By   Dr. Amy Zigler, an Ethel Smyth scholar and Associate Professor of Music at Salem College. She will be speaking about the recording, the female characters, and issues of agency in Der Wald at the Operatic Feminisms symposium on March 25, 2023, at Columbia University. Event info here.

On January 10-12, 2023, I had the privilege of attending the world premiere recording of Dame Ethel Smyth’s second opera Der Wald. The recording session took place at the BBC Maida Vale Studios in London; it was conducted by John Andrews of the National Symphony Orchestra (UK) and the English National Orchestra and performed by the BBC Symphony Orchestra and the BBC Singers. Principal roles were sung by Robert Murray (Heinrich), Natalya Ramaniw (Röschen), Claire Barnett-Jones (Iolanthe), Morgan Pearse (Rudolf), Andrew Shore (A Pedlar), and Mathew Brook (Peter).

Portrait of Ethel Smyth by Aime Dupont, 1903

Der Wald, a one-act late Romantic opera, premiered in Berlin and London in 1902, was the first opera by a woman to be performed at the Metropolitan Opera House in 1903 and was last seen in 1904 in Strasbourg. 119 years have passed since it was performed by a professional opera company. Articles and dissertations have been written on the work since then, but none of us have heard it and we had no way to judge the validity of audience or critic reaction – until now.

Der Wald is a composition influenced by Brahms and Tchaikovsky but also Massenet and Puccini. Smyth’s orchestration of the work and her treatment of the voices is powerful and poignant. The prologue and epilogue exhibit lush string writing, colorful use of winds, and an ephemeral choir. Within the nine scenes, Smyth has written gorgeous and haunting solos for the viola, bass clarinet, and cello. Like The Wreckers (1906) and The Prison (1930), the harp also figures prominently throughout. Hearing the fully realized version of this work has altered my interpretation of it. John Andrews expertly led the seventy-five members of the BBC Symphony Orchestra, an ensemble that included the usual slate of woodwinds plus no less than three trumpets, two trombones, bass trombone, tuba, five horns plus an offstage horn. In 1903 this was described as a “clangor of brass, the shrieks of strings, and the plaint of wood winds,” but 120 years later Smyth’s orchestrational choices deftly match the story as it unfolds. While Smyth often treats the orchestra as a collection of soloists in this work in order to balance with the voices, some of the most powerful moments, including the love duet between Röschen and Heinrich, are bolstered by the full orchestra.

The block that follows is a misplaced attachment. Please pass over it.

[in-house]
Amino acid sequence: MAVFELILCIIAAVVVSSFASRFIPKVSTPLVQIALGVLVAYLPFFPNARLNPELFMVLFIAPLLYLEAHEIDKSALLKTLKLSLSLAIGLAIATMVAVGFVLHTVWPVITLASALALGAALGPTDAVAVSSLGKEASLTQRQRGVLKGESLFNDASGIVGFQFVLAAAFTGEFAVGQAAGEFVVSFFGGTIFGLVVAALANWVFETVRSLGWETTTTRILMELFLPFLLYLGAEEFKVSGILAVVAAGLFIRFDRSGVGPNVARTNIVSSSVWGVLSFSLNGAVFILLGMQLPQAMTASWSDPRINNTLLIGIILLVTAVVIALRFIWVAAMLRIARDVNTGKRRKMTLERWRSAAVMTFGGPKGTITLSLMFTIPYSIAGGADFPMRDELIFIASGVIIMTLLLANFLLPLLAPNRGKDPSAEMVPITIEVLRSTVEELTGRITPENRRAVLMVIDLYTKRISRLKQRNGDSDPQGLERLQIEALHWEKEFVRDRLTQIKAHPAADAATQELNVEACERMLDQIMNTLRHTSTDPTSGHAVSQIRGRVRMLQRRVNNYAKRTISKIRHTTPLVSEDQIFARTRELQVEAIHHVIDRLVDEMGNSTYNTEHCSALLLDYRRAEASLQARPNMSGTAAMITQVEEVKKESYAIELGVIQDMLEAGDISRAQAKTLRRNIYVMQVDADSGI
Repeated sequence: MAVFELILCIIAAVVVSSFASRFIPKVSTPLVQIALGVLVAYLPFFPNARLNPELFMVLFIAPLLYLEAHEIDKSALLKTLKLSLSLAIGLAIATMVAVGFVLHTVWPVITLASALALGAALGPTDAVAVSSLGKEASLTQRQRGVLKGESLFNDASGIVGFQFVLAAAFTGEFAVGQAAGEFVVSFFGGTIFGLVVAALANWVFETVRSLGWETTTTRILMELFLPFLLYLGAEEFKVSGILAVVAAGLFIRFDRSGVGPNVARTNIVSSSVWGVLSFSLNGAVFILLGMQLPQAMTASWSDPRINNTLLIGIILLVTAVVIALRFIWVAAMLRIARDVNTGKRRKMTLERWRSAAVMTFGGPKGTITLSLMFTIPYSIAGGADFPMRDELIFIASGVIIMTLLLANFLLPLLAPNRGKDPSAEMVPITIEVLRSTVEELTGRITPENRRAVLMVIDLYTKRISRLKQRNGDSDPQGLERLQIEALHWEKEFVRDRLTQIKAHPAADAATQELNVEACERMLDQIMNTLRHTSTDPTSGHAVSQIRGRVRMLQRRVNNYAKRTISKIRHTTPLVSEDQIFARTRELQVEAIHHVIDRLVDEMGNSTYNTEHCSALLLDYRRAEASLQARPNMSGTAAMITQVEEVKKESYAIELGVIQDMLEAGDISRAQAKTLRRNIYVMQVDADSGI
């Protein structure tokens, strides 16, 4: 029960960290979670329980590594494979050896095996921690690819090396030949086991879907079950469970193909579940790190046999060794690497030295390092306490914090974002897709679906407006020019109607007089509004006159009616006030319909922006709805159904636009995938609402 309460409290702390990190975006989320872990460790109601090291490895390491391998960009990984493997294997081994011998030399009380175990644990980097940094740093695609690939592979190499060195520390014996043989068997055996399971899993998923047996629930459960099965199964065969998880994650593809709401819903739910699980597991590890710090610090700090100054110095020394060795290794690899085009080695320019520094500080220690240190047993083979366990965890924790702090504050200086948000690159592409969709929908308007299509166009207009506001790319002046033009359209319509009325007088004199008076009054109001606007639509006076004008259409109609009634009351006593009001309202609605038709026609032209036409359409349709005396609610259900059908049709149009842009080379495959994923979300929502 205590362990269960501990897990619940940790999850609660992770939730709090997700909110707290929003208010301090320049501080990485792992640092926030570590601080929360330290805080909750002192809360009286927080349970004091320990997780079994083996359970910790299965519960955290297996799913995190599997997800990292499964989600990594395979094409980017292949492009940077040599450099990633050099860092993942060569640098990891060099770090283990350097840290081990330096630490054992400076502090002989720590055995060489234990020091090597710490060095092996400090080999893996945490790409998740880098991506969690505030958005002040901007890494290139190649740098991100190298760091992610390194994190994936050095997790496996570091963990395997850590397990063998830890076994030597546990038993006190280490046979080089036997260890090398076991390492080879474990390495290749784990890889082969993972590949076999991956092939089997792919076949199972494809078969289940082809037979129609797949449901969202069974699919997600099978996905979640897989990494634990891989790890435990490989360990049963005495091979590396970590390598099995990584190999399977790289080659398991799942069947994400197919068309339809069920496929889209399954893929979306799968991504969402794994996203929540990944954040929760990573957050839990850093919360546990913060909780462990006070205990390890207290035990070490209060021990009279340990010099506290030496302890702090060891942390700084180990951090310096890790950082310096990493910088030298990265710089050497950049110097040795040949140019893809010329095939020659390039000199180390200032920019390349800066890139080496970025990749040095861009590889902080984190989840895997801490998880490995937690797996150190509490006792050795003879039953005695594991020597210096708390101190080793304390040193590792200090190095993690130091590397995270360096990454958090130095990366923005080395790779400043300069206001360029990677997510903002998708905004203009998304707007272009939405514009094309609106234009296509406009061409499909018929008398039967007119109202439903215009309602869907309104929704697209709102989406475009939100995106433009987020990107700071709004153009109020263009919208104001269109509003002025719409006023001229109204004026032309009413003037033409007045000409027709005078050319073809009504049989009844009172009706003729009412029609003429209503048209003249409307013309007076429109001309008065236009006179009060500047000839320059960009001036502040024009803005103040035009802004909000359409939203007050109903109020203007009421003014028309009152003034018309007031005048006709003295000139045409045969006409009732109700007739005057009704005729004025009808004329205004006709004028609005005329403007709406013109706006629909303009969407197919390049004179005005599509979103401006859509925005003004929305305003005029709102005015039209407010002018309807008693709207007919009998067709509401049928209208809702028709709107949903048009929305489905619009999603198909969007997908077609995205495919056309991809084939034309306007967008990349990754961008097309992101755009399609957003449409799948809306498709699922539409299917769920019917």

Smyth’s writing for the soloists is at times better than in The Wreckers. The melodies are more natural, more tuneful, more memorable even, despite their difficulty. Heinrich’s lied is folklike, befitting his profession as a woodsman, while the baritone Peddler sings mostly in an expected patter style. The writing for the two lead female characters presents a curious case study in vocal type. In the 1902 Schott-Söhne vocal score, Iolanthe, the purported witch, is listed as a “Soprano, (or Mezzo-Sop.);” on this recording, it is superbly sung by mezzo-soprano Claire Barnett-Jones, whose wide vocal range was perfect for the role.  Röschen, the “innocent” bride-to-be, is also a soprano role, skillfully navigated by Natalya Ramaniw. In fact, the two roles have the same range, C4 to B6, raising questions too speculative to be addressed here. For now, I will simply say that the music presents both women as powerful and independent, a treatment I did not expect, and a refreshing change in fin-de-siècle opera when power and independence were seen primarily as female vices.

The full recording of Der Wald is slated for release in the Fall of 2023 on the Resonus Classics label.